212 Frankie "Smiler" Wainman
"How do I get there?" says I over the phone. "Up the hill and just keep turning left until you find it " says Frankie. In retrospect, these words seemed to sum up Frankie's career so far, the point being that he hasn''t found it yet. IT, in case your're still in doubt , is the fulfilment of his dream, that' of being the National Points Champion and wearing the covereted silver stripes.
It is the tireless pursuit of this goal, and of course the sheer love of stock car racing, that takes Frankie and his entourage all over the country, year after year, with the result that there isn't a circuit he hasn't visited at some stage of his career, a career that has seen him amass trophies by the dozen, indeed the total must be well into the hundreds now. In spite of all his travels though, he singles out Nelson as his favourite track. This isn't really surprising because it was through going to the Carr Road raceway as a spectator that made Frankie decide to have a bash! He knew a couple of local racers at the time, having sold the odd axle here and there even in those days, and, although no one knew it at the time, a Superstar was born as a result. He was, and still is, ideally equipped for the venture in that the family farm at Silsden had changed its emphasis from the ups and downs of dairying to the nuts and bolts of farm machinery repair. Thus the young Smiler already knew his way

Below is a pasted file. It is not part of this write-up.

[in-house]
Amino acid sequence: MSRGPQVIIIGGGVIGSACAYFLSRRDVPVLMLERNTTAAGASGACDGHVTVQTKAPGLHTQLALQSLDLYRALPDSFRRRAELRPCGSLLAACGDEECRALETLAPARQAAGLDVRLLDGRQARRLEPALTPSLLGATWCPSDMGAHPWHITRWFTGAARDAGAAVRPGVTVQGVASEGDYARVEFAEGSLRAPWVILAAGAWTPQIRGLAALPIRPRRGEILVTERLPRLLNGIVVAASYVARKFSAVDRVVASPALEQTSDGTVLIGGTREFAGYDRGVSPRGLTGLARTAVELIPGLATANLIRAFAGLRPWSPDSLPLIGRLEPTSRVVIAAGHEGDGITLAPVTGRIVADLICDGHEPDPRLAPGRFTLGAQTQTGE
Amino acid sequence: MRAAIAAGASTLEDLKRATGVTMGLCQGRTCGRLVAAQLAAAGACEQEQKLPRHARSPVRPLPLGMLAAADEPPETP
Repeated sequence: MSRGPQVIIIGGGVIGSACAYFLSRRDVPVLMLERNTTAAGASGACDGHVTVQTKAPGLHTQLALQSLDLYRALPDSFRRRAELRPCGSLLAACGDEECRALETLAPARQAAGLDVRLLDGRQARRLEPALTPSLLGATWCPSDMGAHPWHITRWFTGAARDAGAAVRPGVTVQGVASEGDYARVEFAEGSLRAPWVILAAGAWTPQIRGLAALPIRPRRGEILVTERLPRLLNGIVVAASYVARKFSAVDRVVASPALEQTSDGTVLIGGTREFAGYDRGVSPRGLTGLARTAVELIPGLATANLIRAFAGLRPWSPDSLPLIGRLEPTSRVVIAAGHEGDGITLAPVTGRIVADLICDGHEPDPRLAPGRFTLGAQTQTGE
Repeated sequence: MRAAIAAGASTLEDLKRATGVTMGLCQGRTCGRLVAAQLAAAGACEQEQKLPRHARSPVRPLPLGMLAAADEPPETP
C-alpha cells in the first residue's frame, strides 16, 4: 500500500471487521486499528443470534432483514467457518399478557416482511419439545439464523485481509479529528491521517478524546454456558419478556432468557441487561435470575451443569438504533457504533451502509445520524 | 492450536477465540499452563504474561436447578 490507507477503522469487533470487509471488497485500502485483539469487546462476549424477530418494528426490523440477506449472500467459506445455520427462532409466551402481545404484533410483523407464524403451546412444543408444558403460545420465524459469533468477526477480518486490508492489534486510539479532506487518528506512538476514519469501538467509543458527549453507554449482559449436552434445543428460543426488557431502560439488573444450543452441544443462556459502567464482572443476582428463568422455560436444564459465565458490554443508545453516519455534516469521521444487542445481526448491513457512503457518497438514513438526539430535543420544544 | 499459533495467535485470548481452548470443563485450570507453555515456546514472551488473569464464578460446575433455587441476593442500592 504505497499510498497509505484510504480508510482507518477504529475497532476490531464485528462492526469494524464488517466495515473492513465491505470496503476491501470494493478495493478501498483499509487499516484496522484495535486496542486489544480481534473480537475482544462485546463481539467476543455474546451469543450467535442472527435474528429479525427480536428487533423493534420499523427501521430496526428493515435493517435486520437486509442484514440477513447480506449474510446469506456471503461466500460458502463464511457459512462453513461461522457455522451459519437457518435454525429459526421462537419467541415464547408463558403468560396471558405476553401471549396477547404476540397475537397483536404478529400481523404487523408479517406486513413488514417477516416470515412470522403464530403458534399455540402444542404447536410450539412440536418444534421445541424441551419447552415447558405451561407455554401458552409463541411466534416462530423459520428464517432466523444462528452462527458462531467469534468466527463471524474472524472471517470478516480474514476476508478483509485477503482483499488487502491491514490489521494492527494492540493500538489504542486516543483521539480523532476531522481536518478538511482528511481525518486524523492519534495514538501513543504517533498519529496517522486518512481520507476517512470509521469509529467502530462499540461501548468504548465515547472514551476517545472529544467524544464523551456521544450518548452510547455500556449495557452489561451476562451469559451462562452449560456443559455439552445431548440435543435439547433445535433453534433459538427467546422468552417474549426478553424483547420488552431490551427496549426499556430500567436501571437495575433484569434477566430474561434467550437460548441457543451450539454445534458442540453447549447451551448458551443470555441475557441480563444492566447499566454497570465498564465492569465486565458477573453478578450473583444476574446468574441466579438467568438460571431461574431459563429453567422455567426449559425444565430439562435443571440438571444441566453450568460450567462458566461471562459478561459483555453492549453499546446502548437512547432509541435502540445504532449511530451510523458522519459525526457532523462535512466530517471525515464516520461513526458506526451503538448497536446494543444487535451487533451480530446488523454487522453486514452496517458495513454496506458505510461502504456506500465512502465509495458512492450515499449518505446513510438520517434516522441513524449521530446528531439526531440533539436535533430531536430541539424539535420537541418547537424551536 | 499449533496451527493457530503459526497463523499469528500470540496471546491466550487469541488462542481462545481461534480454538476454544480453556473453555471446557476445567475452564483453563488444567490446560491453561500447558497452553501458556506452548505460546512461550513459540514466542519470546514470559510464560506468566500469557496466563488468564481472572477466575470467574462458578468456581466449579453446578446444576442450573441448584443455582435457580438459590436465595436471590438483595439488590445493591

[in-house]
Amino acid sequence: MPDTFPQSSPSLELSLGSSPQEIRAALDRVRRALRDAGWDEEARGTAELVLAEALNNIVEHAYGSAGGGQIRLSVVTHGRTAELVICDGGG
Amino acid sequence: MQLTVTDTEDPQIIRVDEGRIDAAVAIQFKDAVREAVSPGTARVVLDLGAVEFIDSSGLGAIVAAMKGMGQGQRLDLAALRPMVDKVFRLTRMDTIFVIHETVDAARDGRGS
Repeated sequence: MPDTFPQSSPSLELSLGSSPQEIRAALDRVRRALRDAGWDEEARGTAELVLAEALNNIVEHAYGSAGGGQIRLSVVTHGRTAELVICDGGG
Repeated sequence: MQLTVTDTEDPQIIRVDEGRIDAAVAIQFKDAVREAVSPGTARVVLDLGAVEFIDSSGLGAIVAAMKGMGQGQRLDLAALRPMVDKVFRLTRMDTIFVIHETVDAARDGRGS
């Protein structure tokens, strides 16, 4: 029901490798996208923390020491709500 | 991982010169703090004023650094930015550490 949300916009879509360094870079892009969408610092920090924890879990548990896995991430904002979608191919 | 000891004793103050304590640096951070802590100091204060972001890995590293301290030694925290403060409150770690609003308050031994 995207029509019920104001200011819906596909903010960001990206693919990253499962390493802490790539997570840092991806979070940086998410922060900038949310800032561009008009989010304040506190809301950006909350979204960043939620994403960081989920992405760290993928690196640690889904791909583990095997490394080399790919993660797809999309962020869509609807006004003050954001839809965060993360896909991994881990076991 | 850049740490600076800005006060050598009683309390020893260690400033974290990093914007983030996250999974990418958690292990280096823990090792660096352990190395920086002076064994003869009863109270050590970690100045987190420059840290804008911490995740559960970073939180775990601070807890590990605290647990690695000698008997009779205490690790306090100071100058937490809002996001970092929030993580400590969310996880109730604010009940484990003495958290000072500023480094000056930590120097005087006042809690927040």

around "sturdy vehicles" and had the essential facilities on hand. The first car was nothin' fancy, just a good old Jag. engine, and he lined up for his first race on 6th September, 1970, at Rochdale, which was then under the Belle Vue banner. As a novice, he learned the hard way, and kept finding himself aiming fence-wards, with assistance from Willie on several occasions. He would strongly recommend today's novices to try and learn the business on the wider tracks to minimise the risk of damage until they gain a bit of experience. As he points out, if they're in front of you and you can't pass them, there's only one thing to do! It took the 212 team just over two years to be able to get the red paint splashed on and the first final win followed in 1973, at Nelson. There's little doubt that Frankie's style owes quite a lot to the rigours of negotiating this track, and he and Mike Close are the prime examples of the new breed of drivers that came into the sport via the Seed Hill Stadium's influence. His career has been on the up and up ever since, and he was one of the top six when the Superstar grade was introduced in 1976. Apart from Stu Smith, Frankie is the only ever present member of that elite, a glowing testimony to his consistency. Naturally there have been "interesting" interludes through the years. Belle Vue has seen him do an incredible roll-over-over-over, yes, it was quite a spectacle, and it was there that he suffered a rather nasty looking fire a couple of years ago. Once at Sheffield they had to use the car to get the bus out of the pits, but it was at the short-lived Reading that the other side of the coin turned up when, at the second, and last, meeting, Frankie scored a heat, final and grand national hat-trick of victories: a rare feat. Side by side with his racing exploits, and a testament to his popularity, is the ever-growing Frankie Wainman Fan Club. There are now in excess of 600 members and the daunting task of keeping things running smoothly in this department is ably carried out by Frankie's wife Sue, whose knowledge of the sport has few equals, and Graham. The fact that he is such a well liked person comes as no surprise to the mem bers of the many supporters' clubs whose functions he attends regularly he's even got a bit of a reputation on a chopper bike these days and this role of unpaid ambassador once led him into the studios of Pennine Radio for a live phone-in type interview. Poor Frankie, while 'our side' was getting nothing but the engaged tone, a whole load of banger enthusiasts were giving him 'a hard time of it. We wuz robbed!